The short version — check out Google Keep, Quizlet, GoVocab, and Lang-8 for your foreign language classroom.
When I was last in a foreign language classroom as a student I remember taking notebooks full of notes, dating each one, and going through the notebooks later to review.
There is research that says taking notes by hand helps you remember the material better than typing, but taking notes exclusively by hand is probably not the most efficient way to study a foreign language.
Using Google Keep, students can keep organized by color-coding notes, tagging notes, and exporting them to Google Docs. In addition, like other Google products, Keep is collaborative and notes can be shared.
Quizlet is a great formative assessment tool, and can be a nice addition to a foreign language classroom.
Not only does it have a flashcard tool that you can add pictures to, but you can add audio to the vocabulary words, essential for correct pronunciation. For in-class use, Quizlet has several games students can play.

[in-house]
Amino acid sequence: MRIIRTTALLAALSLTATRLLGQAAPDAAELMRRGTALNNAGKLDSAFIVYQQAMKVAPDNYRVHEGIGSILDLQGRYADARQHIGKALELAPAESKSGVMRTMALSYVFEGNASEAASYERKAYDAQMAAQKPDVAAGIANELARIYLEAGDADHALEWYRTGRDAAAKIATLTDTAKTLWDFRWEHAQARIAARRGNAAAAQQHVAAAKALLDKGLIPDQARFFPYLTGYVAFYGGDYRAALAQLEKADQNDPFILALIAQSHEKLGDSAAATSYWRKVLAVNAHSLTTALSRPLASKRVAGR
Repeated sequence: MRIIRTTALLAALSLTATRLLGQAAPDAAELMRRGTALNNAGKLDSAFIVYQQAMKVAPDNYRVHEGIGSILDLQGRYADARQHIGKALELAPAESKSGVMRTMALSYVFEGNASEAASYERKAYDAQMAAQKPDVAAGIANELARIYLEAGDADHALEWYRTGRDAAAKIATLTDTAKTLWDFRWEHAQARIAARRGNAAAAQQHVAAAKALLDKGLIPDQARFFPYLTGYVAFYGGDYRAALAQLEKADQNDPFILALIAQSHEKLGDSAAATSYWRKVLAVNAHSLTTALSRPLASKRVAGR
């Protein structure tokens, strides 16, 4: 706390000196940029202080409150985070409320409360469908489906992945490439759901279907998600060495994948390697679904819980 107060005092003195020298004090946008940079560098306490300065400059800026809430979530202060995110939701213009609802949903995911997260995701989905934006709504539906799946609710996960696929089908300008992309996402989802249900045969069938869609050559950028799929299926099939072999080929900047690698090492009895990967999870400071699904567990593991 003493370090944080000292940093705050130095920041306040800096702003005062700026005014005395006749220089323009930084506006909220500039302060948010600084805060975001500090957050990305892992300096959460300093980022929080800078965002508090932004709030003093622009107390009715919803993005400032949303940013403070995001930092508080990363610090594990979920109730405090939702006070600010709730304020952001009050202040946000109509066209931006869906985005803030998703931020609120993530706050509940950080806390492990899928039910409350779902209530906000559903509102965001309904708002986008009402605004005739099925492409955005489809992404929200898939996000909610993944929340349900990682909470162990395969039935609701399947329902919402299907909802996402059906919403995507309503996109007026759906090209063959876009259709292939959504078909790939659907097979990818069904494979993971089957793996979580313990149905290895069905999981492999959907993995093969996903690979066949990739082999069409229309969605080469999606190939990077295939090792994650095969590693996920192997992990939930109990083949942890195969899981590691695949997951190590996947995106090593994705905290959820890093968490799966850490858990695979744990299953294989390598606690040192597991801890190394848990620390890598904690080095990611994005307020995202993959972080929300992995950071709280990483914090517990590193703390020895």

As the name states, GoVocab is an app for learning vocabulary. I tried it out and my dashboard had links to a quiz and to a spelling test. There are games, a dictionary, and pronunciation practice as well.
GoVocab was suggested by our IB Spanish teacher, Yenidil Toribio, who said that after using GoVocab in her classroom, she saw students improve.
Lang-8 is a site that I used in the past, and should use more while learning Chinese. Lang-8 is a social site where you can keep a journal in the language you are learning.
Each time you write a post, native speakers will make corrections for you. There are sometimes many different ways of saying things, so feedback can be different depending on who you get it from.
Since the posts are saved on the site, Lang-8 can be a great way to track student writing progress over time.
HiNative, the iOS app by Lang-8 for asking questions to native speakers